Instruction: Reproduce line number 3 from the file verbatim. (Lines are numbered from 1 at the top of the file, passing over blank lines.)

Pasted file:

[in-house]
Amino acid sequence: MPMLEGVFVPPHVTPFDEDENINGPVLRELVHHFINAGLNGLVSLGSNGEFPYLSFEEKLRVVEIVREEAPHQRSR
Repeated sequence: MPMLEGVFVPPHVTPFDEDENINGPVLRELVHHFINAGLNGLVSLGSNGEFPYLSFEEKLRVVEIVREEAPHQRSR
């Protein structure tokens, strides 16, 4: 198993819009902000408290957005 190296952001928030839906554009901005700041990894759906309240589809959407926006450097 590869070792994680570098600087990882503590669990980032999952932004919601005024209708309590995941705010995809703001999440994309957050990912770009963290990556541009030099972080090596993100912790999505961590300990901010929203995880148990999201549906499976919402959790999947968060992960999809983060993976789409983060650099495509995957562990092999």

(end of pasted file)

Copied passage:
Repeated sequence: MPMLEGVFVPPHVTPFDEDENINGPVLRELVHHFINAGLNGLVSLGSNGEFPYLSFEEKLRVVEIVREEAPHQRSR